Global Policy Journal: Vietnam may become model of anti-IUU fishing

The US’s Global Policy Journal website has said Vietnam may become a model for ASEAN countries in fighting illegal, unreported and unregulated (IUU) fishing.

global policy journal: vietnam may become model of anti-iuu fishing hinh 0
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An article published by the website on May 9 said the threat of a bad report card from the European Union (EU) has alarmed more than 30,000 Vietnamese commercial trawlers.


It quoted Tony Long, former Director of the World Wildlife Fund’s European Policy Office and senior fellow of the Global Government Institute, as saying that the EU carding system to drive out illegal fishing is showing it has teeth, adding that countries are terrified that the ultimate sanction, the red card, imposes potentially enormous financial sanctions and significant risks.

The article said, citing source as the Vietnam Association of Seafood Exporters and Processors (VASEP), that fishing is a cornerstone of Vietnam’s economy and since 2006, the nation has been globally ranked among the top 10 exporting countries in fisheries. 
Vietnam’s export of fishery products to the EU and the US range between US$1.9 and US$2.2 billion, and US$350 – US$400 million, respectively.

The article said Vietnam’s Ministry of Agriculture and Rural Development (MARD), the Directorate of Fisheries and VASEP have mandated that all of them take actions to balance fishing capacity and fishing fleet policy. The new Fisheries Law has been approved by the National Assembly, including regulations to fight IUU.

Prime Minister Nguyen Xuan Phuc issued a national action plan to crack down on IUU fishing.  As part of this drive, 62 seafood companies have joined to ensure sustainable practices.

The government has issued several decrees and directives, supplemented IUU fishing regulations to legal documents, enforced regulations, held educational workshops for fishermen, enhanced cooperation with coastal and island countries to prevent IUU fishing and organized regular dialogues with the EU on efforts to improve fisheries management.

Vietnam’s responses also include placing observers, many of whom are former fishing captains, aboard commercial trawlers to monitor catches.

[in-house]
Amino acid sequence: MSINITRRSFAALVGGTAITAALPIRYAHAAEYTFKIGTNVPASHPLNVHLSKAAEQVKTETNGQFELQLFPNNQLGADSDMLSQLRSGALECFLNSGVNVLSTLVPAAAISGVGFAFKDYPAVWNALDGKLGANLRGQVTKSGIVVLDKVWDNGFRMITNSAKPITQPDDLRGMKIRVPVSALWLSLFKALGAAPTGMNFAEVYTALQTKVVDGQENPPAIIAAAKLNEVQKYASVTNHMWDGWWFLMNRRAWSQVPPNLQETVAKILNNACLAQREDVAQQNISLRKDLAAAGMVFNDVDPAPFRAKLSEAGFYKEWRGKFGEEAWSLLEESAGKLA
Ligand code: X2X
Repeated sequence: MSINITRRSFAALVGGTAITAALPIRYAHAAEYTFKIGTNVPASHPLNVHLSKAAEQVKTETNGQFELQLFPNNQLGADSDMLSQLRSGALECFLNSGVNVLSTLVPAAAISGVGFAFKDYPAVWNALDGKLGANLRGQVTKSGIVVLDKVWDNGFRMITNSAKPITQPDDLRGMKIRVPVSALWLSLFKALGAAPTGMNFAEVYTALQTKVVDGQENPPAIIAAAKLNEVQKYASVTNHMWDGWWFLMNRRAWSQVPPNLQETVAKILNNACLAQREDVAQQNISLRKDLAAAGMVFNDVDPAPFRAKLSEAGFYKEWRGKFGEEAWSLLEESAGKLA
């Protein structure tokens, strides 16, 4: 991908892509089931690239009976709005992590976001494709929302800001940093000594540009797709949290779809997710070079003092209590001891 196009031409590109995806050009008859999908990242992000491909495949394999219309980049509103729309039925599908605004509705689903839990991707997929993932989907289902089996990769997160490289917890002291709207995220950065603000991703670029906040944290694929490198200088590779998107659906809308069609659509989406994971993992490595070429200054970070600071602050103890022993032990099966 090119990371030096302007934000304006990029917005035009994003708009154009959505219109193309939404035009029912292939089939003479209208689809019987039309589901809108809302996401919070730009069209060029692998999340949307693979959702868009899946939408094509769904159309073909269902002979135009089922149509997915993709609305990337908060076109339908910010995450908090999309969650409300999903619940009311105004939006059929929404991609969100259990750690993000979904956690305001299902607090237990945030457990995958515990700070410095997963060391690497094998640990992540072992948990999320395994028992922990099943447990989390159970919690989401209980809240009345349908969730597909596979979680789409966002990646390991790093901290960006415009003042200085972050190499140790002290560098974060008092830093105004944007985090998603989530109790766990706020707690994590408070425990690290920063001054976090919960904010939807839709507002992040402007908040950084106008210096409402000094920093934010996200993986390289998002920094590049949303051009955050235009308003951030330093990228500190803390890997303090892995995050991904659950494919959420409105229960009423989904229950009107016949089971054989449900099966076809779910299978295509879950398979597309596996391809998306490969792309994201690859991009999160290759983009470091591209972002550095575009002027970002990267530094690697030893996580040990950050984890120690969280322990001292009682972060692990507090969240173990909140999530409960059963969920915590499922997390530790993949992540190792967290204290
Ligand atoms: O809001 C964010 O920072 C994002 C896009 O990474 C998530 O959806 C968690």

Additionally, fishing captains have been encouraged to keep an accurate logbook or registry of catches for inspection or become subject to fines up to US$2,000 and revocation of commercial fishing licenses.

The article said Hanoi simply does not want to repeat Thailand’s mistakes, where a high percentage of the fishing fleet is unregistered and outside government control. Neither does it want to follow its neighbour, Cambodia, and be at the end of the line with a red card from the EU and unable to export fish.

The article said the Vietnamese Directorate of Fisheries has developed a national fishery database that integrates data related to fishing vessels including registration, licensing, logbook entries and now uniformly-accepted software (VNFISHBASE) utilised in eight coastal provinces.

It added that there is a need for more vocational centres to educate fishermen about fishing regulations.

According to the Food and Agriculture Organization of the United Nations (FAO), between 11 and 26 million tonnes of fish, or 15 percent of the world catch, are caught illegally every year. As the world’s biggest fish importer, the EU does not wish to be complicit in these unsustainable fishing practices. 

Since 2012, the EU Commission has initiated formal dialogues with several countries, thus the “yellow card” status warning. When significant progress is observed, the commission can end the dialogue or raise the status to a “green card”. When there is no or little compliance, it results in a failing grade - a “red card”, which translates into no exports.

VNA

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